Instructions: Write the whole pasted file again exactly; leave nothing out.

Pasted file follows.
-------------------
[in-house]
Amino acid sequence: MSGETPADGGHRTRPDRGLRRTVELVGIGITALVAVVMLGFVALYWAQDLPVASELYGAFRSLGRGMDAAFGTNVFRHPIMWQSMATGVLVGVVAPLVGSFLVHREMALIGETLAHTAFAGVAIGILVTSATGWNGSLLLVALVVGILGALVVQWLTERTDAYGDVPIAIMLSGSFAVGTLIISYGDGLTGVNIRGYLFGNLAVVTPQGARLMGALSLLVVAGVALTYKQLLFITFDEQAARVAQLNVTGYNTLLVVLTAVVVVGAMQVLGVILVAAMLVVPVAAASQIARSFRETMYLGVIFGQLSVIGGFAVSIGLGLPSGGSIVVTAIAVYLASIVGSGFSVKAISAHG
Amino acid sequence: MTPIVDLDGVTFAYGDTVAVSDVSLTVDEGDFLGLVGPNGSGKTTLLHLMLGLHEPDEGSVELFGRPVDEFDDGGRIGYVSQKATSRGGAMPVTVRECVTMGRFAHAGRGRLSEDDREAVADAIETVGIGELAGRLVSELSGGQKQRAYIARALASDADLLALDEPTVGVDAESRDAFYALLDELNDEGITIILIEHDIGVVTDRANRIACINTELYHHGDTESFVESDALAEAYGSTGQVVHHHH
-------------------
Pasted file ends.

[in-house]
Amino acid sequence: MSGETPADGGHRTRPDRGLRRTVELVGIGITALVAVVMLGFVALYWAQDLPVASELYGAFRSLGRGMDAAFGTNVFRHPIMWQSMATGVLVGVVAPLVGSFLVHREMALIGETLAHTAFAGVAIGILVTSATGWNGSLLLVALVVGILGALVVQWLTERTDAYGDVPIAIMLSGSFAVGTLIISYGDGLTGVNIRGYLFGNLAVVTPQGARLMGALSLLVVAGVALTYKQLLFITFDEQAARVAQLNVTGYNTLLVVLTAVVVVGAMQVLGVILVAAMLVVPVAAASQIARSFRETMYLGVIFGQLSVIGGFAVSIGLGLPSGGSIVVTAIAVYLASIVGSGFSVKAISAHG
Amino acid sequence: MTPIVDLDGVTFAYGDTVAVSDVSLTVDEGDFLGLVGPNGSGKTTLLHLMLGLHEPDEGSVELFGRPVDEFDDGGRIGYVSQKATSRGGAMPVTVRECVTMGRFAHAGRGRLSEDDREAVADAIETVGIGELAGRLVSELSGGQKQRAYIARALASDADLLALDEPTVGVDAESRDAFYALLDELNDEGITIILIEHDIGVVTDRANRIACINTELYHHGDTESFVESDALAEAYGSTGQVVHHHH